Java: Out of the spotlight, but still spry

The veteran programming language is enjoying a resurgence in big data and Android apps

Although the 18-year-old Java platform isn't the darling of young developers anymore, don't count it out, an analyst stressed this week at the Jax Conf Java conference in Santa Clara, Calif., noting that Java still has formidable support.

In a presentation about the rise, fall, and rise again of Java, analyst Stephen O'Grady of RedMonk cited Java's meteoric rise to the top of the heap of popular programming languages after it debuted in 1995. But in recent years, the platform has been beset by a number of factors: Young programmers are less likely to use the Java platform or language, the rise of rivals like JavaScript, and concerns about Oracle's stewardship. Oracle took over that role when it acquired Java founder Sun Microsystems in 2010.

Oracle has not done Java any favors with its lawsuit against Google over the Java-based Android platform (which Oracle lost) and Oracle's dispute with Apache over Java, as well as with other open source communities, O'Grady stressed. "You can combine all these things, and any one of them in and of itself isn't a big deal, but they become a bigger deal in the context of language fragmentation," O'Grady said.

Businesses today are no longer using just Java and something from Microsoft, O'Grady said: "You go around to any enterprise, they're likely to be using any one of a dozen languages." Java as a language faces far more competition than it did 10 years ago, even if some of the languages, such as Groovy and Scala, are based on the Java Virtual Machine.

But Java remains a force to be reckoned with. "When we talk to developers, there is still a tremendous amount of interest and a tremendous amount of vitality in the Java platform," O'Grady said. Java still is heavily used and has been leveraged in critical new applications like the Apache Hadoop distributed computing platform, which is synonymous with the big data movement, and the Neo4J graph database. "Again, as long as these projects are still being built on Java, I can't build a case that it's a dying platform."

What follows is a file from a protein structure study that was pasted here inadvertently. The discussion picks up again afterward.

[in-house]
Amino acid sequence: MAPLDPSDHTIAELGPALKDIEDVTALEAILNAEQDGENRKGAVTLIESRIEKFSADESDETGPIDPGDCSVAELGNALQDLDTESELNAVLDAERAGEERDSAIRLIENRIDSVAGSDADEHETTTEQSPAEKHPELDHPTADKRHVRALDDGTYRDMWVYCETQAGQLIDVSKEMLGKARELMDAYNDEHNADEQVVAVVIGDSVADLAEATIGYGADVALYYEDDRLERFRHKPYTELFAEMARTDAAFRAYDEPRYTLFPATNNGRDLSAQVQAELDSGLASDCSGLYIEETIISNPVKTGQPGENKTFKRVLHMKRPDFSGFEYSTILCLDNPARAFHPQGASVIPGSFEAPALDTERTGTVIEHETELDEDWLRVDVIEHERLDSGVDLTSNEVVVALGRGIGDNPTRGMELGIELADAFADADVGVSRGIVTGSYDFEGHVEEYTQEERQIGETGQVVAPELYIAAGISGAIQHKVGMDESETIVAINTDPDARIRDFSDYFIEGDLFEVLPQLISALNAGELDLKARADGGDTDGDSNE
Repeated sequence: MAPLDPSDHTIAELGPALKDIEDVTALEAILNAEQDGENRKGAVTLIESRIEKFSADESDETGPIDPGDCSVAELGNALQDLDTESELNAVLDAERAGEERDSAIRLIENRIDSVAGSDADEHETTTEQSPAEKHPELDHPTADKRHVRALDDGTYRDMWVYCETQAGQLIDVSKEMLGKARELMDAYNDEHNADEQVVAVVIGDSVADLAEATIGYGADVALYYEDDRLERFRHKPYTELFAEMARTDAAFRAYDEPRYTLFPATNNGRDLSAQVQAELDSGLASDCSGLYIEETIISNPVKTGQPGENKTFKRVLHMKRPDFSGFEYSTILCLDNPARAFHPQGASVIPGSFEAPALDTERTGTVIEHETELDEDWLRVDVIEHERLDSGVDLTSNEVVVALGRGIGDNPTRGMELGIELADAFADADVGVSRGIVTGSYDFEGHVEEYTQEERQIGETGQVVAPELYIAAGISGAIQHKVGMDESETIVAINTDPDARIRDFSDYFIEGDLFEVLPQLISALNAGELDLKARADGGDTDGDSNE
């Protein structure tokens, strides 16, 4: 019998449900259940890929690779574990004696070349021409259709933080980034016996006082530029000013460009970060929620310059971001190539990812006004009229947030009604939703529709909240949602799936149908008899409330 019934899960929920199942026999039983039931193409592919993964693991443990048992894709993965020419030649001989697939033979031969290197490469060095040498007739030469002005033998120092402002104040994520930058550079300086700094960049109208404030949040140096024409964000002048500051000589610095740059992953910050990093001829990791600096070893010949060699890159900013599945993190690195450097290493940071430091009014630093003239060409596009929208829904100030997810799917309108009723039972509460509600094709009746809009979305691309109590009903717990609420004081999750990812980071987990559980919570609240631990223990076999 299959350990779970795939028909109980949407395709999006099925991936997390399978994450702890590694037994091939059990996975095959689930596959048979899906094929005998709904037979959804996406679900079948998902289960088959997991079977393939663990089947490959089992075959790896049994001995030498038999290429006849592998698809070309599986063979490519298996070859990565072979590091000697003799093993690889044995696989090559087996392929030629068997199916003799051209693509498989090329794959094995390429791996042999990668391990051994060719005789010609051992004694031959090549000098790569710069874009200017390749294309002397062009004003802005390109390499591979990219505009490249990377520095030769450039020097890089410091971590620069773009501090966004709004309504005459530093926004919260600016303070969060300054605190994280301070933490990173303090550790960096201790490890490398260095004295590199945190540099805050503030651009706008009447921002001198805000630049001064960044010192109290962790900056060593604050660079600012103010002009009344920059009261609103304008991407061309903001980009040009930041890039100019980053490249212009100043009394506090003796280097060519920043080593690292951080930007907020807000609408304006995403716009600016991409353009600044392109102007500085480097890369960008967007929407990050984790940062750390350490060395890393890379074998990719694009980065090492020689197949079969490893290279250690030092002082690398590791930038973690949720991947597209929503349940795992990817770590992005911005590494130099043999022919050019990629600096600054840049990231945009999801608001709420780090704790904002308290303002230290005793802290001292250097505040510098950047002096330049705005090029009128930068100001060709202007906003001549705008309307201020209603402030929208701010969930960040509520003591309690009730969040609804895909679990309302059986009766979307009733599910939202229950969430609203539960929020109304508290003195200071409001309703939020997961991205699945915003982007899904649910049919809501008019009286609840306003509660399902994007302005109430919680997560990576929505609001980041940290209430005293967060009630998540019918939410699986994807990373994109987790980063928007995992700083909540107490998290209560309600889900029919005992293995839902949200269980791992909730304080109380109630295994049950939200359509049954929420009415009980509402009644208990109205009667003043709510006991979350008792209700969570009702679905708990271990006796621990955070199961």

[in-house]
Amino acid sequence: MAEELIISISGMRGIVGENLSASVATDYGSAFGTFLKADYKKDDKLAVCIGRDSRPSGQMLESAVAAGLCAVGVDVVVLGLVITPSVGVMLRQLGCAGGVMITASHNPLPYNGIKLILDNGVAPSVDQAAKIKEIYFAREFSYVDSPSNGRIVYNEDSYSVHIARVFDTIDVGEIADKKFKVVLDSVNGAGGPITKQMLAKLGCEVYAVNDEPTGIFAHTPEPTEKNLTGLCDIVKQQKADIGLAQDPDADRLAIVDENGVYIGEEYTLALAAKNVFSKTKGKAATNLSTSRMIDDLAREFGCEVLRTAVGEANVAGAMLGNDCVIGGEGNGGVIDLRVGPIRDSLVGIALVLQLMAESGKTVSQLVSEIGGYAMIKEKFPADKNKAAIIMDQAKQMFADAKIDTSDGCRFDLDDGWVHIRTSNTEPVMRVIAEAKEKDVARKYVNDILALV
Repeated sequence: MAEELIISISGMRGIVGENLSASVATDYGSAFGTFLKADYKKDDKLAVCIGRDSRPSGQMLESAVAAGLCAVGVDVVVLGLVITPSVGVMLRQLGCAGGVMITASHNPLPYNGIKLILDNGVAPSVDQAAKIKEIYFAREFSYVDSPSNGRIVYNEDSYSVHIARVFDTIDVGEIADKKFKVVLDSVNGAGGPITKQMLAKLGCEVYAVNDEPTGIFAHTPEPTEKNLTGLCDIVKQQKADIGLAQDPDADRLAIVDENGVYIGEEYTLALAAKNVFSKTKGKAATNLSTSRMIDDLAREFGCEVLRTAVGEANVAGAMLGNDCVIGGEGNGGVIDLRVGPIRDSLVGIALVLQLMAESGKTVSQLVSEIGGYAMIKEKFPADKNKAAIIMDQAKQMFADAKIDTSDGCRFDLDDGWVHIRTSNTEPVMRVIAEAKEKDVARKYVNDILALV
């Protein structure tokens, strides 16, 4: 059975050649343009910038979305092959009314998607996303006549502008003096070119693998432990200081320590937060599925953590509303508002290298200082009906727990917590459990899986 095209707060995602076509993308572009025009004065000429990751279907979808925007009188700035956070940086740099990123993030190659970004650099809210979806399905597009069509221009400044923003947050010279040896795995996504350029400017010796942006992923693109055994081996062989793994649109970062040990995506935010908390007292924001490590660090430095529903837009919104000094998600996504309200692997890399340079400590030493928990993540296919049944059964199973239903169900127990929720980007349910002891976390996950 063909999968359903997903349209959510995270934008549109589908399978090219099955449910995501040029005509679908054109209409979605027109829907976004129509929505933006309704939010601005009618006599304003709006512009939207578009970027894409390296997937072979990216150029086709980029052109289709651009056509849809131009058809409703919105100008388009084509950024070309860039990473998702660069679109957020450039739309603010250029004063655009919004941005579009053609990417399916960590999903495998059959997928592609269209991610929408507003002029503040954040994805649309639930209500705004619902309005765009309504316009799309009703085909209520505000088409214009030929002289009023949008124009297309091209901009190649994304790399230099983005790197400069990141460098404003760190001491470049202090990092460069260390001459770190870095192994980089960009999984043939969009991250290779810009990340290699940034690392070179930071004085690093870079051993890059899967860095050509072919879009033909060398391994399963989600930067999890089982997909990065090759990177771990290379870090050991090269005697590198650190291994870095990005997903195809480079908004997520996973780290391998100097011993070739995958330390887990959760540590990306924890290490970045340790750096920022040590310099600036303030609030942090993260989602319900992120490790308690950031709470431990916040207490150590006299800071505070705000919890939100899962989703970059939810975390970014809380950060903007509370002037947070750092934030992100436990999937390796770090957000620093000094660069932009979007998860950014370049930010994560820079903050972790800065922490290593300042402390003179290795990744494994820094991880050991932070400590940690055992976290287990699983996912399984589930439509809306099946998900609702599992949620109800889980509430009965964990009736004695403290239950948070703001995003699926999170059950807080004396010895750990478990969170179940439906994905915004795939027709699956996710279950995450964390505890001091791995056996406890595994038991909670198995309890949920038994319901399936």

There also is a robust, sustained job market for Java developers, and Android has introduced Java to "an entire new generation of developers," said O'Grady. While Java's popularity may have peaked, it remains a critical technology. "The evidence from our perspective doesn't support the claim that Java's dead," O'Grady noted. "Java's very popular indeed." O'Grady also said the impact of recent security woes affecting Java have been minimal so far, noting that other platforms also have had security issues as well.

For its part, Oracle is set to introduce Java Platform, SE (Standard Edition) 8 early in 2014, several months after it had planned. Java SE 8 will feature Lambda expressions, which help with programming for multicore processors, and therefore is a big step in modernizing the Java language, Oracle's Mike Duigou said, claiming that "Java is changing, Java is evolving, Java is improving." Lambda expressions serve as an anonymous method, a bit like inner classes but even more compact, Duigou said. Java is the last holdout on Lambdas, with other languages already supporting it.

Modular Java, based on Project Jigsaw, is due in the subsequent Java SE 9 release planned for 2016. For Java SE 9 or Java Development Kit 9 and beyond, Oracle is looking at capabilities for generic language interop, GPU programming, and cloud enhancements. Oracle will formally introduce Java EE (Enterprise) 7, featuring HTML5 accommodations, next week.

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